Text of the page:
Birżebbuġa residents have expressed concern that upcoming dredging works to be carried out in the bay by the Freeport will make the area inaccessible for bathers.
“We’re not saying there should be no dredging... We just don’t want it to happen in the swimming season,” said John Grech, from the Birżebbuġa Environment Action Group, as he addressed a group of residents and journalists near Wied il-Buni bay, nearest to the Freeport.
Mr Grech explained that the planning permit granted to the Freeport stipulated dredging should not take place in summer.
However, Mr Grech said some weeks ago the owners of boats berthed in the area received a notice from Transport Malta telling them to remove the boats by June 10 for dredging works that essentially involve removing accumulated sediment from the seabed.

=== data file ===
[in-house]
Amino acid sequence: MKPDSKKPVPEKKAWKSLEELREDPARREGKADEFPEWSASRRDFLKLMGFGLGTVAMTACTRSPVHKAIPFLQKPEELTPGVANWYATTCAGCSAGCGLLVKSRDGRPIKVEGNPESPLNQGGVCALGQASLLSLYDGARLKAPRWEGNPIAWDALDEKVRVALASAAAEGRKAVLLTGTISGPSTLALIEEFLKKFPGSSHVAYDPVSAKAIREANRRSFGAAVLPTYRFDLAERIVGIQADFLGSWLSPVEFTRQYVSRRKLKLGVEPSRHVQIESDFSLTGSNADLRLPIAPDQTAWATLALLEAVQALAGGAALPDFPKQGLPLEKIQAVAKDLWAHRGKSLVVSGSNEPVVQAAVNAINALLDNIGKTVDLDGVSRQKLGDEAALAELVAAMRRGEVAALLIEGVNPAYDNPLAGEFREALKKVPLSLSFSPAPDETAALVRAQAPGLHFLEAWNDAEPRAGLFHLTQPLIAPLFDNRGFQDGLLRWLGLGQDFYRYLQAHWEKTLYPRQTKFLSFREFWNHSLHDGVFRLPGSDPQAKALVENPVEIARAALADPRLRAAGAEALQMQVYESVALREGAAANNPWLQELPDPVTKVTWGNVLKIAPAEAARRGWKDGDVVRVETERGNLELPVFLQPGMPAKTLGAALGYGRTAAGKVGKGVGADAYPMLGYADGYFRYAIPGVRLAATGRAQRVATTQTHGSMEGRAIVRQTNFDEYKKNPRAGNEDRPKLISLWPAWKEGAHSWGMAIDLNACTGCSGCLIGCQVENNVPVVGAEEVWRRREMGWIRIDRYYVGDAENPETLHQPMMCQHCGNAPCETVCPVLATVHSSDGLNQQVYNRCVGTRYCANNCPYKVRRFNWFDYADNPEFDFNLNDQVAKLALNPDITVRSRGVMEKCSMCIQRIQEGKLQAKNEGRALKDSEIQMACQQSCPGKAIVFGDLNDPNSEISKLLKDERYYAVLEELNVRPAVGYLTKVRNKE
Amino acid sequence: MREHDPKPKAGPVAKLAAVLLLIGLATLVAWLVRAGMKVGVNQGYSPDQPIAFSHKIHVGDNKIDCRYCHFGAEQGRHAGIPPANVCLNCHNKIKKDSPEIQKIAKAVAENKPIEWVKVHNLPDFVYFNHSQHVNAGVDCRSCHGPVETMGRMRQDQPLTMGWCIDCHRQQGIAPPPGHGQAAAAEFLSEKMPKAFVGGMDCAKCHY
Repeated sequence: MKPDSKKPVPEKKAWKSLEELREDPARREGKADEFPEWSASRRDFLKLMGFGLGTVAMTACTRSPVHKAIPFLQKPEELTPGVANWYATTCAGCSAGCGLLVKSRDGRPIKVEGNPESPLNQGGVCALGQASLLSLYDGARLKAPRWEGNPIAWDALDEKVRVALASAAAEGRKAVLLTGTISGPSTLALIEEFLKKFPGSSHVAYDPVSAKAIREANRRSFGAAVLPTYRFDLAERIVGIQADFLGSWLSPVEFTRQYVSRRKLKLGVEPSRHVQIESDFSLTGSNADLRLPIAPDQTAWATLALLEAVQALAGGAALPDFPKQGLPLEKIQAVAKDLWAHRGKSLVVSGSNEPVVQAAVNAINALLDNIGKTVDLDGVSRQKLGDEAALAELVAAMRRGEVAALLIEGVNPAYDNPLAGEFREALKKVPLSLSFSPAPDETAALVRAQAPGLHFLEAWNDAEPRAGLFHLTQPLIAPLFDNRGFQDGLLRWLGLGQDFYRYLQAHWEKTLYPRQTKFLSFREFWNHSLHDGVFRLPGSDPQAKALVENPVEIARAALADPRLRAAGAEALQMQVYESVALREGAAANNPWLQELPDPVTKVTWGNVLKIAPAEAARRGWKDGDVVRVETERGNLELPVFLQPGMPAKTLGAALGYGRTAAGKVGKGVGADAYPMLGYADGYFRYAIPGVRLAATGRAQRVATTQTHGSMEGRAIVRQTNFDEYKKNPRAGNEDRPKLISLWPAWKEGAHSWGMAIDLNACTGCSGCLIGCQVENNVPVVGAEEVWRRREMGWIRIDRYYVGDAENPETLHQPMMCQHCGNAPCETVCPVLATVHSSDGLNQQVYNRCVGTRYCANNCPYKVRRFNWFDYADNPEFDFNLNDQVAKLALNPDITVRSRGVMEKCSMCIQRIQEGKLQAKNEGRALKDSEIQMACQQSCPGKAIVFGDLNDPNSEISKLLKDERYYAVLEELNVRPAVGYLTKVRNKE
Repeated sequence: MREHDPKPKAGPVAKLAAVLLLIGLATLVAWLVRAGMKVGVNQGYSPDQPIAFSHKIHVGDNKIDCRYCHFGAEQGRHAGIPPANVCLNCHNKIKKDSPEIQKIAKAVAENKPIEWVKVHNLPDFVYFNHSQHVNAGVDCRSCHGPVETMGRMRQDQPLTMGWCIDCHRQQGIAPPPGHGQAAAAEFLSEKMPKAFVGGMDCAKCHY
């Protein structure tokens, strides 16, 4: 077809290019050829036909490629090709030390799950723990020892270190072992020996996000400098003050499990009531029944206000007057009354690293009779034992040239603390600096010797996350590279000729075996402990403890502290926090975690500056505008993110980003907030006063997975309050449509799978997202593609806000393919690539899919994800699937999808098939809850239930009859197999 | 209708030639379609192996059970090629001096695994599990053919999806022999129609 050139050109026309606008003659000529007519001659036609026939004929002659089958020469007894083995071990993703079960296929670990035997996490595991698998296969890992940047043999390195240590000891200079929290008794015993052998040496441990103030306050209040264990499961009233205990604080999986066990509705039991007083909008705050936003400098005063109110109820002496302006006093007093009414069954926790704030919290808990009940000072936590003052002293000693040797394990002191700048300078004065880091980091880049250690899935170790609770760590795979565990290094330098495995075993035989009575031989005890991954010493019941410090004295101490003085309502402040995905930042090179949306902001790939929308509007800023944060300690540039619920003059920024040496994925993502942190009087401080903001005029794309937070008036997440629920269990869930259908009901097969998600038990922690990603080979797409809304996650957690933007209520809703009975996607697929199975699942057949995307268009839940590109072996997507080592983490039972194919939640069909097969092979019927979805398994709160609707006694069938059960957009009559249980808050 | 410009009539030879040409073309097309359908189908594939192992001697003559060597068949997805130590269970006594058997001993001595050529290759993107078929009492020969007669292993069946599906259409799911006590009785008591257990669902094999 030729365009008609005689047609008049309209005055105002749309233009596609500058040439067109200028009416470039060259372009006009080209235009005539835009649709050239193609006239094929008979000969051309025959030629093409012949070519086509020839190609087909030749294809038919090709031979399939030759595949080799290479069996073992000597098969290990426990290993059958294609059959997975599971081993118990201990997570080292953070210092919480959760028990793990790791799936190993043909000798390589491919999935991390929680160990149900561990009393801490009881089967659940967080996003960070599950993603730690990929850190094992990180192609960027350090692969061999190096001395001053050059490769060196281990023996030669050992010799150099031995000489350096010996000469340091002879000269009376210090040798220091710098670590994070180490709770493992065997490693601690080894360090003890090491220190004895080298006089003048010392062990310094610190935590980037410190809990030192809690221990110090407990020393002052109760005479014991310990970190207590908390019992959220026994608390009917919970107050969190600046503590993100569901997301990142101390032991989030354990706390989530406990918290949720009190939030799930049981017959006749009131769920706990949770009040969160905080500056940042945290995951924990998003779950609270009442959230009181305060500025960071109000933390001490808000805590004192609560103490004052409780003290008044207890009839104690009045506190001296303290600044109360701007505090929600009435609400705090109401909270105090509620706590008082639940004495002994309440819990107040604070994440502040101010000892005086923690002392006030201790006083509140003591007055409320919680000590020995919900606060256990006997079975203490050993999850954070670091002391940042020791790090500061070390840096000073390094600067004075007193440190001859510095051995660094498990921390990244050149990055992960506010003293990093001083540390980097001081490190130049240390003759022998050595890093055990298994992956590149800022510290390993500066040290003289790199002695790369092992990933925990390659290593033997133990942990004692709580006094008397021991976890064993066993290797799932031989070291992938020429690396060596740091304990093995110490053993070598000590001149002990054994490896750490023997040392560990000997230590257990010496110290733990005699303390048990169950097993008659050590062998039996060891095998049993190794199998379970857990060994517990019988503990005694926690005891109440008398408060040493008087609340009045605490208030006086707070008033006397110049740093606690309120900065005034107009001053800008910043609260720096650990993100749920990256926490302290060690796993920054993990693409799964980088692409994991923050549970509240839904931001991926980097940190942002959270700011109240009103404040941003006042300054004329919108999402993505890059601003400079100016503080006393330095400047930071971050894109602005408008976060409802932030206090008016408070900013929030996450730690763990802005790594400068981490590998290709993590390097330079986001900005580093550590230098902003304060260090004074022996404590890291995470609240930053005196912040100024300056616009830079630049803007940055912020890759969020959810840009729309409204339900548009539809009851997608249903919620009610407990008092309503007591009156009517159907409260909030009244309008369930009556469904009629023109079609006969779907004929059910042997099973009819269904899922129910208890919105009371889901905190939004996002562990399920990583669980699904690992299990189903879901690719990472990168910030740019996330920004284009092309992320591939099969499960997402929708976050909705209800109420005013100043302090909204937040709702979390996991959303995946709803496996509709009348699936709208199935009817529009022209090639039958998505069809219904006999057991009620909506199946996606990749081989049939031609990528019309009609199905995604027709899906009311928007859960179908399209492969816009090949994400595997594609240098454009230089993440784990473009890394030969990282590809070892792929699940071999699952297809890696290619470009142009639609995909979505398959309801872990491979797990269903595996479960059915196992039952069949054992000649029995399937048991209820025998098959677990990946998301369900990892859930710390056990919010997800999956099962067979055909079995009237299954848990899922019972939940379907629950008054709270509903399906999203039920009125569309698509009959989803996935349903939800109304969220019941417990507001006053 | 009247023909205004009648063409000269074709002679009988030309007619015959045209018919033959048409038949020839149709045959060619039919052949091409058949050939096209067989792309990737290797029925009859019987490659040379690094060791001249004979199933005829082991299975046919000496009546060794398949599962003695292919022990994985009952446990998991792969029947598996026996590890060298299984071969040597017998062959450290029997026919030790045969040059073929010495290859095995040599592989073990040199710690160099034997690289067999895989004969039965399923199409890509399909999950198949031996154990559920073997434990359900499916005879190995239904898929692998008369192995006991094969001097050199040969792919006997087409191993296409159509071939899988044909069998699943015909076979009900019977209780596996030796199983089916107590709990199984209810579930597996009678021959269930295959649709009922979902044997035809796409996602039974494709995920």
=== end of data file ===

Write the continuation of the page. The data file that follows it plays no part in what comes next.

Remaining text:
Mr Grech and Birżebbuġa mayor Joseph Farrugia said they were concerned for the wellbeing of residents who regularly used Pretty and Wied il-Buni bays.
Whenever dredging was carried out, silt was unsettled and the bays became murky. They were also concerned about toxic substances in the silt derived from ships near the Freeport.
Residents who gathered in the area yesterday complained that the bays, once so beautiful, had been reduced to “dirty paddling pools”. One woman said she owned a summer residence in the area that was now rendered worthless.
“When I was a child I used to enjoy fishing for sea urchins in the area... but nowadays all you find is dirt and slime,” a senior citizen said.
Mr Grech added that residents had a pending appeal against the extension of the Freeport’s Terminal One.
“That’s all we need... There are enough towers jutting out of the Freeport. I don’t need to have another one practically on my balcony,” a woman said. When asked about the dredging works, a Freeport spokesman said the go-ahead was obtained from the health authorities to ensure the works were carried out in line with a series of precautions to safeguard the bay and public health. The same procedure had been used last summer, he said.
This was confirmed in a letter sent to the local council, by the Environmental Health Directorate, and seen by The Sunday Times.
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